But the message to repent, by itself, isn’t the point, even though it receives a greater focus during this season of Advent as well as during Lent.  The fact that the kingdom of heaven is near is the real point here.  The Law always serves the Gospel by showing us our need for a Savior.  John prepared the way for Jesus’ earthly ministry among His ancient people, and all Christian pastors prepare their people for His coming again to judge the quick and the dead, by announcing to them the verdict of judgment day, a verdict of “not guilty” which was pronounced already from the cross when He cried out, “It is finished,” and was sealed by His resurrection three days later.

But it’s not just the possibility that Jesus might come soon to judge the living and the dead, nor even the possibility that any of us as individuals could face that judgment at any time because we don’t know the day or hour of our own deaths, that we are prepared for here.  In fact, the verdict of judgment day, which was pronounced on you in Holy Absolution at the beginning of the service, is also given to you as He comes to you now in His body and blood.  Heaven itself is not a far-off reality for Christians, but Christ Himself who is the Kingdom of Heaven personified, comes to us today with His body and blood.  He gives us the heavenly feast of victory, the marriage feast of the Lamb in His Kingdom, which has no end.  Repent, for the kingdom of heaven is near, says St. John.  And it is near.  It’s right here in this room, where two or three gather in His name.  Every Sunday, God’s people join with John the Baptist, St. Nicholas, and all the rest of His Christians, along with all the host of heaven, in feasting upon Jesus Himself, the Priest and the Sacrifice, the Giver and the Gift.  Come, Lord Jesus.  Amen.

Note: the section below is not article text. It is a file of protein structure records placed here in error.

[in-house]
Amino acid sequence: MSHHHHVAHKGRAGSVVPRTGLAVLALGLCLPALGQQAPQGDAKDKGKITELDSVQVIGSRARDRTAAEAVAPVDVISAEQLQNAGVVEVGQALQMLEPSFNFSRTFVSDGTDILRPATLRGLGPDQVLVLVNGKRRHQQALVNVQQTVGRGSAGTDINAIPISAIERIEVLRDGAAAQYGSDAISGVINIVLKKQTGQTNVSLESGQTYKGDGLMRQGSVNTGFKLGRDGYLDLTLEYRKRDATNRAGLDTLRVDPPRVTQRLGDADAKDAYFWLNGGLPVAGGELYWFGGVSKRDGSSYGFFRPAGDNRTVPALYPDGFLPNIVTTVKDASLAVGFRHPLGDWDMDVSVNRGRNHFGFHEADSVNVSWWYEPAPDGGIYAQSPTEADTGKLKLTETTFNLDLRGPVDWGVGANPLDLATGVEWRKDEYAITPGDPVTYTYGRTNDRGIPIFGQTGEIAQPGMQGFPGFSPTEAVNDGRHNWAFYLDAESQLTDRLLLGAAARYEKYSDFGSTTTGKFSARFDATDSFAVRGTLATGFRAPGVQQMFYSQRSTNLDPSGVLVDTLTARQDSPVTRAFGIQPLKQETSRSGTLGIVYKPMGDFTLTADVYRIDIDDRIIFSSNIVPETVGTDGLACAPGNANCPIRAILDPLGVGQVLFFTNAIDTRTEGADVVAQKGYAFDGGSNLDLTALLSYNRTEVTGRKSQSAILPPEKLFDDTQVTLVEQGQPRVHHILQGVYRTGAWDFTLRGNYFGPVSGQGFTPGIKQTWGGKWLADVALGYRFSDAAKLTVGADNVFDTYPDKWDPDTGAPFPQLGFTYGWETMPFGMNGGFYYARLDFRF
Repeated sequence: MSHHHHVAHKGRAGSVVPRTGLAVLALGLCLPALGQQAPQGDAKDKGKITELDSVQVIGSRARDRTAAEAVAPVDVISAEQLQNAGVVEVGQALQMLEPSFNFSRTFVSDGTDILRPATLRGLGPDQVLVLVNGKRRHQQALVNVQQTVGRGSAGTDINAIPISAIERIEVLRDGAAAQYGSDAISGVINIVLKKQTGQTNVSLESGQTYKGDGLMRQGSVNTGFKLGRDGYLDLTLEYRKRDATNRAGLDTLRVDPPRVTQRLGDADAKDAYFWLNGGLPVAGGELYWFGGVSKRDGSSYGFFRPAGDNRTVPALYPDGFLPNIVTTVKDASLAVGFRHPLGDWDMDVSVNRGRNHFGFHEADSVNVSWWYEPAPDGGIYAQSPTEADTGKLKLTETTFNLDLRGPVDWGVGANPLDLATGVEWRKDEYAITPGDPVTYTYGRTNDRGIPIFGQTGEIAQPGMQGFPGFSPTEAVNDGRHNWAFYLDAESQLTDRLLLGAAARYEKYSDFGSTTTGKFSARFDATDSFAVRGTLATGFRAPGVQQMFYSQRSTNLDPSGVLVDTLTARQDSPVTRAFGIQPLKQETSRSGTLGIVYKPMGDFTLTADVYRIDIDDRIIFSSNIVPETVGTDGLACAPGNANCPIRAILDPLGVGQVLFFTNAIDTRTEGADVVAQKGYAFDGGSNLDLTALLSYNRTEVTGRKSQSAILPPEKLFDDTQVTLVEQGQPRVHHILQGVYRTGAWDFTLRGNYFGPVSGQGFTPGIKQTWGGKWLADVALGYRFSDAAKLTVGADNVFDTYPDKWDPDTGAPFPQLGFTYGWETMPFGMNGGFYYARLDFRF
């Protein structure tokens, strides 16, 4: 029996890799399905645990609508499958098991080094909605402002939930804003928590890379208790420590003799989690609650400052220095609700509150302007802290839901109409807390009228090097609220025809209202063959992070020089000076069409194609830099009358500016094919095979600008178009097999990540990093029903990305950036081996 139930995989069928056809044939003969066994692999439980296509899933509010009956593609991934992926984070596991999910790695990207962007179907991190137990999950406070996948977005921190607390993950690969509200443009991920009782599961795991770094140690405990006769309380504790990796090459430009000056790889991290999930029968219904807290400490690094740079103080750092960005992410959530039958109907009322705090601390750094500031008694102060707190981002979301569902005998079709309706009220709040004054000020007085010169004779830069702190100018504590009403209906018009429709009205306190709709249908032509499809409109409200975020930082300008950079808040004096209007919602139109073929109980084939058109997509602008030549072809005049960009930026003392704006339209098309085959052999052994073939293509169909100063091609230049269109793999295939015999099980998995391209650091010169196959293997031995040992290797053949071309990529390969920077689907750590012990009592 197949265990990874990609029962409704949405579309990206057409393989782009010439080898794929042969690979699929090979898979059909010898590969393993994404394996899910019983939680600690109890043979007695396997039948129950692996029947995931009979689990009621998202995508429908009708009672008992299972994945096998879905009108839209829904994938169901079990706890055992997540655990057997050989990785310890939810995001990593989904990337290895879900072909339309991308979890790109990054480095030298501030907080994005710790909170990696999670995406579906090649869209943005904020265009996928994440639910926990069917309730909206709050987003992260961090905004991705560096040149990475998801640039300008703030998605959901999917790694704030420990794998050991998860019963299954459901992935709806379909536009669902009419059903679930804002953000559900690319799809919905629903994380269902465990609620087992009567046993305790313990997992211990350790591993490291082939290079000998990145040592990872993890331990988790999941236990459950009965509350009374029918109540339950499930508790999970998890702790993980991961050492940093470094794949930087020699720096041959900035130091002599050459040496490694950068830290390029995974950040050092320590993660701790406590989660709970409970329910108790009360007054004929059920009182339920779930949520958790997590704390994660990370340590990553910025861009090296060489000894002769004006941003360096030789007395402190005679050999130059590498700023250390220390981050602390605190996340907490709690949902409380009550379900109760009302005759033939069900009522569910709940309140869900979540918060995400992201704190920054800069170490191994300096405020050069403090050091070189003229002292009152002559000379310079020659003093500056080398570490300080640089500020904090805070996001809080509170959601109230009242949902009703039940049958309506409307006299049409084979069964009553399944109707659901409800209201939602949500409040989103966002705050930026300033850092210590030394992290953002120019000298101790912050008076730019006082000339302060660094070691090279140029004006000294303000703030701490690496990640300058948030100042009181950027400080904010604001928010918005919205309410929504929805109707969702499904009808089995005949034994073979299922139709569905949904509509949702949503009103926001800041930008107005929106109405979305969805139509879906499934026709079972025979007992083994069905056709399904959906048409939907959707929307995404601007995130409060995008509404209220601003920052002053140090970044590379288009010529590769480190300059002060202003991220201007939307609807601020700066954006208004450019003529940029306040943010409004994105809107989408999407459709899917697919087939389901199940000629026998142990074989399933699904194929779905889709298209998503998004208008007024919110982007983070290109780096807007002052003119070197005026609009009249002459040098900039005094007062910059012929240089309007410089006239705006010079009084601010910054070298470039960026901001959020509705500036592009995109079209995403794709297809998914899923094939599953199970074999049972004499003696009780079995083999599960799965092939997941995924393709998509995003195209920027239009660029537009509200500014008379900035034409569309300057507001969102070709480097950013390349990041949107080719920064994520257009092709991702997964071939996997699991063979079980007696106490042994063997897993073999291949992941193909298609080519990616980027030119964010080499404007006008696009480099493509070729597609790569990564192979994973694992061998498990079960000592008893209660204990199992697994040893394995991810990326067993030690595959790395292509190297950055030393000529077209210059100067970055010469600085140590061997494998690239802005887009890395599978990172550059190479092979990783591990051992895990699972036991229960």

+ Soli Deo Gloria +

No comments:

Post a Comment